A federal judge in Mississippi has ordered a school district in the Bible Belt to stop promoting Christianity during school events and fined officials $7500 for being in “contempt” by continuing to do so in spite of an agreement reached two years ago with a humanist organization.
As previously reported, the American Humanist Association (AHA) first took issue with the Northwest Rankin High School in Flowood, Mississippi after a representative of Pinelake Baptist Church participated in a student-organized assembly that included a video dealing with teen problems, such as premarital sex, drugs, cutting, suicide and other issues.
The two individuals featured in the film explained that they were able to overcome their struggles through the power of Jesus Christ. The presenter also spoke to students about the hope that is found in Christ, and led students in prayer.
AHA sent a letter to district officials demanding under threat of lawsuit that such events be discontinued.
* “It has hard to imagine a more blatant violation of the Establishment Clause than the one complained of herein,” it stated. “The law prohibiting this type of endorsement and coercion is well-settled. As such, not only will the school, in its official capacity, be liable for this constitutional infringement pursuant to 42 U.S.C.A. § 1983, but the school officials responsible for the event will be personally liable too, in their individual capacities.”
While AHA contended that the assembly was mandatory for all students, the district stated that the event was rather organized and hosted by students who desired to offer the presentation to their classmates.
AHA moved forwarded with filing the suit on behalf of a student who attends Northwest Rankin High School, and the district agreed to settle with AHA, signing a consent decree not promote any religion during school events.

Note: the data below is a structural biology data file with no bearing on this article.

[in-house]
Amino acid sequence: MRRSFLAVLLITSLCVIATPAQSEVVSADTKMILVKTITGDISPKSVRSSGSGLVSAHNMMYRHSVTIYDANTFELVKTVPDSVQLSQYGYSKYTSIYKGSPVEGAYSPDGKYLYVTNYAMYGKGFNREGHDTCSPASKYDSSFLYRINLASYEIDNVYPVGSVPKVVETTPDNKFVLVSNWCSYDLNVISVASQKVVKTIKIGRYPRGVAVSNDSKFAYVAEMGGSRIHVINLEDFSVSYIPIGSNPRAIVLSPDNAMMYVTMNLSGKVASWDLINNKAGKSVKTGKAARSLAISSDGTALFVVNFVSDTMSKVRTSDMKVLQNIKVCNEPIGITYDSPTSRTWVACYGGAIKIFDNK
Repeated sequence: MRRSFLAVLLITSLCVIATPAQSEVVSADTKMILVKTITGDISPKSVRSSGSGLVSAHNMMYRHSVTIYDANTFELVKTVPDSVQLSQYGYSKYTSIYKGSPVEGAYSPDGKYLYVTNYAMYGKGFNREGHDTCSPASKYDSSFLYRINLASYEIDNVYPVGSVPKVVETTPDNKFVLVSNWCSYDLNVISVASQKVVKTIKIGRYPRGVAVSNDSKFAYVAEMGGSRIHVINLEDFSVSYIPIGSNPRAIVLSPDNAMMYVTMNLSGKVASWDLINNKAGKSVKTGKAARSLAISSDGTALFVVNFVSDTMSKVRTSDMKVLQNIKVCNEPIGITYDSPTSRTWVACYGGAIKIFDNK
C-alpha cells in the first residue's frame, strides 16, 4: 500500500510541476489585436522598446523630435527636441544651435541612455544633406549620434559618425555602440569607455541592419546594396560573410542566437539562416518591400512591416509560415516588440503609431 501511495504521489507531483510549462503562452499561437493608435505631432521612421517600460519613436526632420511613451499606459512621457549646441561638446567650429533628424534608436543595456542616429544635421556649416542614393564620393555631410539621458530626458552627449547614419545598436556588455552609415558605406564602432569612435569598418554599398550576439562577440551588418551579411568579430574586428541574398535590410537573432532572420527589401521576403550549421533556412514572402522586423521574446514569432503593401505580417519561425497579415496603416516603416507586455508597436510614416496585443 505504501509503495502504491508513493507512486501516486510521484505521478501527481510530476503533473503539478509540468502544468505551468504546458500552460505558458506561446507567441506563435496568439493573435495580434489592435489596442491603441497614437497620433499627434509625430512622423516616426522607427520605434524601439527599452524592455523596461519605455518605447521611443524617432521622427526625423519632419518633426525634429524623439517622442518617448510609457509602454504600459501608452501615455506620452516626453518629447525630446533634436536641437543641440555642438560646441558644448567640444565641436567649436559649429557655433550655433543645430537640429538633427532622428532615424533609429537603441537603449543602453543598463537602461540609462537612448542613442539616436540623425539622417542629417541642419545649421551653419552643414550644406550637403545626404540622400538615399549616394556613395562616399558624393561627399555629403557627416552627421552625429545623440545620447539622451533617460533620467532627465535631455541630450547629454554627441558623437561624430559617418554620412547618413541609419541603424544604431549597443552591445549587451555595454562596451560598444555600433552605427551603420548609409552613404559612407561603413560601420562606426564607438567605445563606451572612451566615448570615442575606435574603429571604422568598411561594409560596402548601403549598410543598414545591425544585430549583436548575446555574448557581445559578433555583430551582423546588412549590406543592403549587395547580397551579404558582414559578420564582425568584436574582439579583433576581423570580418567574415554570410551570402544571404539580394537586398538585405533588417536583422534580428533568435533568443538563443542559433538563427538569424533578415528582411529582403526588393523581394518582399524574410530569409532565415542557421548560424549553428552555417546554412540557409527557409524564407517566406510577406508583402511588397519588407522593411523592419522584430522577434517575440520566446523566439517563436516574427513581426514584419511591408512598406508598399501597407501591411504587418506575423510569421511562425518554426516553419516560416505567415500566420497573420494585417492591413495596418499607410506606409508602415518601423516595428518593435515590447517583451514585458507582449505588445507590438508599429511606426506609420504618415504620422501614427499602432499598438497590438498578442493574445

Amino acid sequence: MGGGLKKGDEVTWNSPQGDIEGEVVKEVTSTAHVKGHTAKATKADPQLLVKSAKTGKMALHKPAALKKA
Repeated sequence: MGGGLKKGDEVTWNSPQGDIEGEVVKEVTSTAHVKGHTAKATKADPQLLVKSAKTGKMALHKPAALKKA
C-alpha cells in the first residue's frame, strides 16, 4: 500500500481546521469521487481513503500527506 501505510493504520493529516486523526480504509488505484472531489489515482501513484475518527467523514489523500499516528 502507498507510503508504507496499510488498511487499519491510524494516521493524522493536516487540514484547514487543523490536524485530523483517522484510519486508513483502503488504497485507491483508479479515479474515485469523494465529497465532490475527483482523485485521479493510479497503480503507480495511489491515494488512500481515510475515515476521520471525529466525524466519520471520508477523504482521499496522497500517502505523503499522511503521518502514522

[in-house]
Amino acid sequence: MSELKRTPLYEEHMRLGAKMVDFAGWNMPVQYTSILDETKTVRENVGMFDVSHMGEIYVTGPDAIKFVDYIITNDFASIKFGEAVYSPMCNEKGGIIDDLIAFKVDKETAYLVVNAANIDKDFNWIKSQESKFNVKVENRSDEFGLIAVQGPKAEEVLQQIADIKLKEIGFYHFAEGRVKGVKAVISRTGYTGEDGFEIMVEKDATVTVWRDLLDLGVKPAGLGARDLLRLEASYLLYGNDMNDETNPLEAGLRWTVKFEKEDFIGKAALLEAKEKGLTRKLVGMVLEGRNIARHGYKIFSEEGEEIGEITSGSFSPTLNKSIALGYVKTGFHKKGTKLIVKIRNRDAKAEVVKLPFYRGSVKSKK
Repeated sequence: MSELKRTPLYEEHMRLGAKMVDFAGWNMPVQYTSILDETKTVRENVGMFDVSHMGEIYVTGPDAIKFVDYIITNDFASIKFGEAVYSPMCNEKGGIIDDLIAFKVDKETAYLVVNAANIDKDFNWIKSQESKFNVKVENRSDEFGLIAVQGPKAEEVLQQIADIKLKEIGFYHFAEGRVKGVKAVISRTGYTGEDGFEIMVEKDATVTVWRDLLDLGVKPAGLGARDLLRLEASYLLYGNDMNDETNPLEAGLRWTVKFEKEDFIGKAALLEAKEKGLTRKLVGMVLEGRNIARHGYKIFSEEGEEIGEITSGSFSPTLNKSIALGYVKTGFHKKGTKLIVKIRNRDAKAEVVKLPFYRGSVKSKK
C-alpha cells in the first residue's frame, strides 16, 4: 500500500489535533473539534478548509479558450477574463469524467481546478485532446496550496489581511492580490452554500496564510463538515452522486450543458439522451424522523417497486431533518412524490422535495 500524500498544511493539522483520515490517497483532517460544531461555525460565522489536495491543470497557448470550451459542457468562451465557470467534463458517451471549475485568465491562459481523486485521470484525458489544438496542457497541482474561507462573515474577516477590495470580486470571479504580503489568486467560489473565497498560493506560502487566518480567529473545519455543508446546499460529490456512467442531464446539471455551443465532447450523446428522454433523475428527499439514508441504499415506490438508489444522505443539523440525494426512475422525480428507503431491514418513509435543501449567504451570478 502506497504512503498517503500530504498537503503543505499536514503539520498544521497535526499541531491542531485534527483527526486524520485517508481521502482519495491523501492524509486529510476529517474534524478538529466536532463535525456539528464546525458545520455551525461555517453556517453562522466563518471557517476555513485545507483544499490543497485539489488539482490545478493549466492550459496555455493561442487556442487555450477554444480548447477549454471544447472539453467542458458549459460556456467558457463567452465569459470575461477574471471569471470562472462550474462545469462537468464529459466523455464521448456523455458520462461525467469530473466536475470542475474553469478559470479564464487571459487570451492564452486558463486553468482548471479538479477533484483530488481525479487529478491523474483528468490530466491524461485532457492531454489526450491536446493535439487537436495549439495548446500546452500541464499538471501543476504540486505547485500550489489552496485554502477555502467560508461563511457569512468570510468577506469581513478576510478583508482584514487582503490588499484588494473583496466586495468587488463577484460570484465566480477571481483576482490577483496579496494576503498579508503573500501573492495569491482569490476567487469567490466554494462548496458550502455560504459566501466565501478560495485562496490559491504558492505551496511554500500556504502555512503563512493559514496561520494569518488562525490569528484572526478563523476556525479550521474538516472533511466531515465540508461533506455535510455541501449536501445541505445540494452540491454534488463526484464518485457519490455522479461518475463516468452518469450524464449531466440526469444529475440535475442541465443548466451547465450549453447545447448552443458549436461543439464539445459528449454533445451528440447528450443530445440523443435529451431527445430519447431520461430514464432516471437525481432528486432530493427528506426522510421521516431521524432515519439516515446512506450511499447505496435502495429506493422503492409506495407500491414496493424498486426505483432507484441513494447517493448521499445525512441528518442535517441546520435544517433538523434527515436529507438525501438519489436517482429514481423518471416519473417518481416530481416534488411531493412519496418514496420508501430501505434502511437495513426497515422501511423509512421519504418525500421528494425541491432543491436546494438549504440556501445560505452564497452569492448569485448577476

However, the same student, who has not been identified, reported to AHA that last year, an awards ceremony was opened with prayer at Brandon High School and that Fifth Grade teachers were advised by their principal to walk children past Gideon International’s Bible distribution in the lobby at Northwest Rankin Elementary School.
AHA then filed a motion of contempt with the court, but the district said that the prayer was involuntary and that the principal didn’t know anything was improper about her directions regarding the Gideon distribution. Therefore, the incidents, they said, could not be considered a violation of the agreement.
This week, a federal judge appointed to the bench by Barack Obama disagreed and found the district in contempt of court.
* “Under the Agreed Judgment, M.B. (plaintiff) acquiesced not to pursue her lawsuit with the pledge that the district, in turn, would ensure future compliance with the provisions of its newly adopted policy on religion,” the order, issued by U.S. District Judge Carlton Reeves, reads. “Defendant failed to honor its end of the agreement. The district’s breach did not take very long and it occurred in a very bold way.”
He placed a permanent injunction against the district from offering prayers or sermons at any of its events and fined the district $7,500 plus attorneys fees for contempt. Any further promotion of Christianity will cost the district $10,000 per incident.
The district said that it will comply.
* “As long as there is testing in schools, we believe that teachers, principals and students will continue to pray,” Superintendent Lynn Weathersby said in a statement. “That being said, the school district will certainly abide by the order of any court to the best of its ability and will take whatever action necessary to make sure that all principals and teachers are updated on the current status of the law and that order.”
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